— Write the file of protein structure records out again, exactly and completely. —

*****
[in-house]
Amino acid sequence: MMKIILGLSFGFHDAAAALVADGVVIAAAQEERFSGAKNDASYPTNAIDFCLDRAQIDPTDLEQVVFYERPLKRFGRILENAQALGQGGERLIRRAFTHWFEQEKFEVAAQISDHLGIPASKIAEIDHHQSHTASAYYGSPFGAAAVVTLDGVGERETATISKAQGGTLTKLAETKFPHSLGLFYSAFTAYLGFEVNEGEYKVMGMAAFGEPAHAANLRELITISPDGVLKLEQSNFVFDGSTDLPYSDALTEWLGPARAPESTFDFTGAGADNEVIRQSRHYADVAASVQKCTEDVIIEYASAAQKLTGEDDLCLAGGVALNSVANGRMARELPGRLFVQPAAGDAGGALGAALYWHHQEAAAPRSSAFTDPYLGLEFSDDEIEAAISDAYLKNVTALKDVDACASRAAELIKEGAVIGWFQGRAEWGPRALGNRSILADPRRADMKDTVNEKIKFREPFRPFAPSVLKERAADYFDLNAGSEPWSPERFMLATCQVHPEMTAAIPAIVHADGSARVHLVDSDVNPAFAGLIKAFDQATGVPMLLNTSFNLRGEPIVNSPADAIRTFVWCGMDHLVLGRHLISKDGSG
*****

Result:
[in-house]
Amino acid sequence: MMKIILGLSFGFHDAAAALVADGVVIAAAQEERFSGAKNDASYPTNAIDFCLDRAQIDPTDLEQVVFYERPLKRFGRILENAQALGQGGERLIRRAFTHWFEQEKFEVAAQISDHLGIPASKIAEIDHHQSHTASAYYGSPFGAAAVVTLDGVGERETATISKAQGGTLTKLAETKFPHSLGLFYSAFTAYLGFEVNEGEYKVMGMAAFGEPAHAANLRELITISPDGVLKLEQSNFVFDGSTDLPYSDALTEWLGPARAPESTFDFTGAGADNEVIRQSRHYADVAASVQKCTEDVIIEYASAAQKLTGEDDLCLAGGVALNSVANGRMARELPGRLFVQPAAGDAGGALGAALYWHHQEAAAPRSSAFTDPYLGLEFSDDEIEAAISDAYLKNVTALKDVDACASRAAELIKEGAVIGWFQGRAEWGPRALGNRSILADPRRADMKDTVNEKIKFREPFRPFAPSVLKERAADYFDLNAGSEPWSPERFMLATCQVHPEMTAAIPAIVHADGSARVHLVDSDVNPAFAGLIKAFDQATGVPMLLNTSFNLRGEPIVNSPADAIRTFVWCGMDHLVLGRHLISKDGSG